Integrated facilities management has always been critical to overall organizational success because of how it impacts key performance metrics like growth, productivity, and the bottom line. But as the landscape has changed, so has the process of identifying facility management goals and objectives. 

Traditionally, facility managers have acted more as space planners and workspace governors. But the rise of the hybrid office is just one of the many new workplace trends reshaping not only how we work but also where we work. Now, facilities managers need to set strategic goals using data and analytics from workplace management platforms and enterprise asset management solutions. They need to think about how to manage preventive maintenance for better asset management while finding new ways to support productivity by keeping a close eye on the overall employee experience. It’s a juggling act, with demands related to keeping people working and assets and equipment in working order. 

With their collections of always connected, sometimes competing demands, facility managers need to carefully identify facility management goals and objectives before setting up the processes and procedures that help them get there. 

 

The role of facilities in goal setting

There are three types of facility management goals: those supporting the company, those supporting employees, and those inherent to the facilities themselves. It might be easier to understand these goals in a big upside-down funnel, with broad support at the top and specifics at the bottom. What ties all these goals together is the importance of the facilities, the facility manager, and the need for efficient facility management. 

Take a broad goal, for example, such as growing company revenue from $1M to $2M in 2023. Many different variables go into this objective, each playing a role in its ultimate success — facilities included. Because there are so many factors, the weight of the goal is evenly distributed. Marketing has to market more effectively. Sales has to sell better. Facilities need to support employees. Across departments, a lot of different teams and people play a part.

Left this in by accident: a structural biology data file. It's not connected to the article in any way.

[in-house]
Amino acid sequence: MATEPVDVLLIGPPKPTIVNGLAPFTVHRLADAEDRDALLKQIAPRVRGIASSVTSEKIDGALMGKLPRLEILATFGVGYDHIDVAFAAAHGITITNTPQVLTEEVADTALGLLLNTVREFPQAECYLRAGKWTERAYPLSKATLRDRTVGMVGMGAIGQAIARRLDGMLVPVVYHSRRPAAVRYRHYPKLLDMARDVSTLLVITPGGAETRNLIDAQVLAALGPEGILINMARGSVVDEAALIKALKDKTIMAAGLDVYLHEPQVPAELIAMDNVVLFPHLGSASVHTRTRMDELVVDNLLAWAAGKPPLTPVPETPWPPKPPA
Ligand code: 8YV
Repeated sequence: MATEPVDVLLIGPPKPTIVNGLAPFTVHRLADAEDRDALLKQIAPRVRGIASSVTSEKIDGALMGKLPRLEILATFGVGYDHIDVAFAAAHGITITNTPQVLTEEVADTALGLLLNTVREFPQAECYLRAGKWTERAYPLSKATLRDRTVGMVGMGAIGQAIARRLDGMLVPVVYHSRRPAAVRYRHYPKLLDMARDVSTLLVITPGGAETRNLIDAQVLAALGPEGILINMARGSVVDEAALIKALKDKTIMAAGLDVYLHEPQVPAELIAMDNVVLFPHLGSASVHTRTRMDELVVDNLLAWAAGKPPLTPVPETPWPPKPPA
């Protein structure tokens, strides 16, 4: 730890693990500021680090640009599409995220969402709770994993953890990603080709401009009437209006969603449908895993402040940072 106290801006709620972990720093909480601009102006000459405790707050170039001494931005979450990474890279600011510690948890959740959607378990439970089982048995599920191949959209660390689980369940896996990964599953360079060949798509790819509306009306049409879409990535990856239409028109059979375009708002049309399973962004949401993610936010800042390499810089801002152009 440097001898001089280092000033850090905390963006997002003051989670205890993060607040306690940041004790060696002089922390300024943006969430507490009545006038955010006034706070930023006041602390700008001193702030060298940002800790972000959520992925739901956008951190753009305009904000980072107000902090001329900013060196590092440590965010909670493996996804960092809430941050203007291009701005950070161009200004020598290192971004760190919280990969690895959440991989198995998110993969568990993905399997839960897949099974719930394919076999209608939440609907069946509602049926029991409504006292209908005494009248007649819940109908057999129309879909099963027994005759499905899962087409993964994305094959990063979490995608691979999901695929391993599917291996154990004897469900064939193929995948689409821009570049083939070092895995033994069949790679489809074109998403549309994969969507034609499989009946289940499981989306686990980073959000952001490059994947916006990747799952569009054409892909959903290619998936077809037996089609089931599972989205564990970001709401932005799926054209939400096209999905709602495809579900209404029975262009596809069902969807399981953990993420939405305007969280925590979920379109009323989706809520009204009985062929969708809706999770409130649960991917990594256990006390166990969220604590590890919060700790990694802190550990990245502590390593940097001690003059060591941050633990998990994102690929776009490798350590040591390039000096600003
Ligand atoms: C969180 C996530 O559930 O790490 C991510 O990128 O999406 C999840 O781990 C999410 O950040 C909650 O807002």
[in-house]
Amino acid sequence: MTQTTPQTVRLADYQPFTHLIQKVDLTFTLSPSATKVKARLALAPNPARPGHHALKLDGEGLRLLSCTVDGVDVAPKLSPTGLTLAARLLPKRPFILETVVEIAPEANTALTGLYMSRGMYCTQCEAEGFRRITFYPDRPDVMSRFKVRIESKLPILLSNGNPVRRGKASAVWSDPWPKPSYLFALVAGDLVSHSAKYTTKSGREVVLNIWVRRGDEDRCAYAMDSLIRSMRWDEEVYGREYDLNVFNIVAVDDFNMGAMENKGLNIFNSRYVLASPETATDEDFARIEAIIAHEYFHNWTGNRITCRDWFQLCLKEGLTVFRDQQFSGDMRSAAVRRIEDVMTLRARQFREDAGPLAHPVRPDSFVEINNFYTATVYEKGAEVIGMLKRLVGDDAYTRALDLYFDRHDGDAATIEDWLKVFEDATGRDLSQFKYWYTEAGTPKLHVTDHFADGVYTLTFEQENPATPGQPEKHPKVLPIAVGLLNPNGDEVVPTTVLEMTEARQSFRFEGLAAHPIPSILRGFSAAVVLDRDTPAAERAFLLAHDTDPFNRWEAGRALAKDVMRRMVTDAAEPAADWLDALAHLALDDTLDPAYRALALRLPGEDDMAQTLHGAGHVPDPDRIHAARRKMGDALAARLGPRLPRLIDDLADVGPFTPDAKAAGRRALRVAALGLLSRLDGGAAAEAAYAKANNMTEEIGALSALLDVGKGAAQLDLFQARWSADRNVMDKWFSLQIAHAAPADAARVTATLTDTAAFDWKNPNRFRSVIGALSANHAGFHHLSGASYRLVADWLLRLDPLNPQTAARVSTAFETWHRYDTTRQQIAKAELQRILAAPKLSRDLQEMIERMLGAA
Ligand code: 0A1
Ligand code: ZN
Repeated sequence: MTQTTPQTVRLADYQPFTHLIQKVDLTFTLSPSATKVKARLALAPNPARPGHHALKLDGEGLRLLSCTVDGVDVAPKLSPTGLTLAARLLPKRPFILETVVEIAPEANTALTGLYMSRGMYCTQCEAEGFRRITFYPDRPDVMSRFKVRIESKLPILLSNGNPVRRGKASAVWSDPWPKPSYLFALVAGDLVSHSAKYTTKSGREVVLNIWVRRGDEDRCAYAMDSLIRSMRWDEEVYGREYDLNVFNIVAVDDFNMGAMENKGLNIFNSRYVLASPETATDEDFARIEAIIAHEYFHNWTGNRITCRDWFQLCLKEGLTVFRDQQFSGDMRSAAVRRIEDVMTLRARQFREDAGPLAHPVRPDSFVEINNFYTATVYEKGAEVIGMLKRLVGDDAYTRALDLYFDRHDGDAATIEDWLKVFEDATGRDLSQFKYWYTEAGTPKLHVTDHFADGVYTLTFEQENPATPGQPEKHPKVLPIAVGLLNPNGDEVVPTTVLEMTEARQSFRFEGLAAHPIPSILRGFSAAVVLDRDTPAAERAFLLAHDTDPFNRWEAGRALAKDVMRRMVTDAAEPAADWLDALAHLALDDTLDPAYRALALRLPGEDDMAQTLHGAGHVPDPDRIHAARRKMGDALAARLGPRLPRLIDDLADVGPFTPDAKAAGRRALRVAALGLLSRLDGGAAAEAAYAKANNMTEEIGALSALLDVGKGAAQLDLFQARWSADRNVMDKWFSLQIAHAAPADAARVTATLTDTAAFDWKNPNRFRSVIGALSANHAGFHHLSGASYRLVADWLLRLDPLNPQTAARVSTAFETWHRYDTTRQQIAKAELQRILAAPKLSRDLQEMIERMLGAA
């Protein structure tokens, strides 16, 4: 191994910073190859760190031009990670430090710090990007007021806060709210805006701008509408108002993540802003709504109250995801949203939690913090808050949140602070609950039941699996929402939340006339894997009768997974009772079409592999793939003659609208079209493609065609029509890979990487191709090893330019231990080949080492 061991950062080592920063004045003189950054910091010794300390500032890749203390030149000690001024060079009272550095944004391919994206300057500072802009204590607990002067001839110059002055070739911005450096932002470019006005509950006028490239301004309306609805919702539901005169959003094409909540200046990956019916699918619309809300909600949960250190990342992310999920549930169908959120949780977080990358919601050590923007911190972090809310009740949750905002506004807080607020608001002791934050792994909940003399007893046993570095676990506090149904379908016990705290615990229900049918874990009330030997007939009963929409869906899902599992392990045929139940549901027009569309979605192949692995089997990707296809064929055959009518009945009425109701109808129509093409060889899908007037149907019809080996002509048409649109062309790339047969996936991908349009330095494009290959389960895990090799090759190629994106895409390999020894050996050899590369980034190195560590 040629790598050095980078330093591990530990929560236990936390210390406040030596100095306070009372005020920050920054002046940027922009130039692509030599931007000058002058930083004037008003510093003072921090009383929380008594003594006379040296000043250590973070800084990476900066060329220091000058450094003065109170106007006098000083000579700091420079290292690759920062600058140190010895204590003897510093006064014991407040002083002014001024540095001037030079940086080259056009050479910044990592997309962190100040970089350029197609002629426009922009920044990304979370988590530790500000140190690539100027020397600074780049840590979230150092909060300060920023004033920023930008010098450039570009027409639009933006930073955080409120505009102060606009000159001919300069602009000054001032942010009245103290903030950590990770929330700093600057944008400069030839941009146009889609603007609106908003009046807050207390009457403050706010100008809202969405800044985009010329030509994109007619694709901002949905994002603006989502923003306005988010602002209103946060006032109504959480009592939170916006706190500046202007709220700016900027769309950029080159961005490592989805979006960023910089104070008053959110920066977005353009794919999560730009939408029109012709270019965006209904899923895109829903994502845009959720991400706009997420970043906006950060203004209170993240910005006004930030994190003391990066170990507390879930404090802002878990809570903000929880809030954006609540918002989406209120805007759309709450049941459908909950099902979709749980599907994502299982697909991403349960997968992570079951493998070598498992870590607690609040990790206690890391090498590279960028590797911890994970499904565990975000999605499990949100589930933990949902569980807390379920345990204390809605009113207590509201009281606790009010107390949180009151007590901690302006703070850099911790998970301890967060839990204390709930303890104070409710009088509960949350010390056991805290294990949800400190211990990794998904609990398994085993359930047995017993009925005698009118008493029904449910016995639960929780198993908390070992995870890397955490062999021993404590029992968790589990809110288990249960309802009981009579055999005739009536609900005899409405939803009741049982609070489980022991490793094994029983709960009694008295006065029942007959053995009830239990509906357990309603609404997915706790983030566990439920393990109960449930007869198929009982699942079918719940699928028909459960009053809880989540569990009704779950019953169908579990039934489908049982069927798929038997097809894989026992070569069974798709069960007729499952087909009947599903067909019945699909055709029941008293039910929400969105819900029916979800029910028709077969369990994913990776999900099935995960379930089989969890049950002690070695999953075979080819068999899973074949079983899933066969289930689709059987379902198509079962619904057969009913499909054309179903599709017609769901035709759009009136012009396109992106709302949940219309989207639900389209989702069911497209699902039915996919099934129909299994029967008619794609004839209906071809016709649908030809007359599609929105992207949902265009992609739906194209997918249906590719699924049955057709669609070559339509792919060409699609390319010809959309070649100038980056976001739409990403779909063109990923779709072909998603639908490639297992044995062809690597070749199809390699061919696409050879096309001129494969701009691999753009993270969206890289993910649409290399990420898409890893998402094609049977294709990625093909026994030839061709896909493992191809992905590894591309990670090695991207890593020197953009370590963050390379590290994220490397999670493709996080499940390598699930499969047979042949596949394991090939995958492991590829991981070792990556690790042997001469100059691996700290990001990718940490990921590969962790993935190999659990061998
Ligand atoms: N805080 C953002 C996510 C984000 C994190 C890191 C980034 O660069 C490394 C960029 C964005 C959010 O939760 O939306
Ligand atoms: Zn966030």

With a goal like implementing a digital conference room booking system, there are only a few factors, because the focus is narrower. It’s a facility-specific goal, so it might only mostly involve the IT department. 

But in both examples, and in fact with all goals, the facilities matter, and it’s up to the facility manager to ensure facility management plays a part in all strategic initiatives, regardless of scale. 

Facility goals that tie into company-wide objectives 

Broad goals are connected to the entire company, including: 

  • Top or bottom-line growth 
  • Branding and culture initiatives 
  • Product or service developments 

These goals touch every segment of the business in some form or another, which means they also involve the facilities. 

When it comes to broad goals, the objectives for facilities management tend to be passive. The workplace serves a supporting role — the foundation for all contributors to the goal. It’s about preventing burnout and promoting comfort at work. Ensuring employees have the right workspaces and amenities to do their best work. Streamlining daily operations to conserve time, money, and effort. Bringing this stability to the workplace provides sound backing for company-wide success.  

For example, that could cover keeping the offices safe with visitor management. Or keeping the employee experience positive with seamless desk booking. And keeping the workspace cool in the summer and warm in the winter with dependable HVAC. 

Facility goals with an employee focuses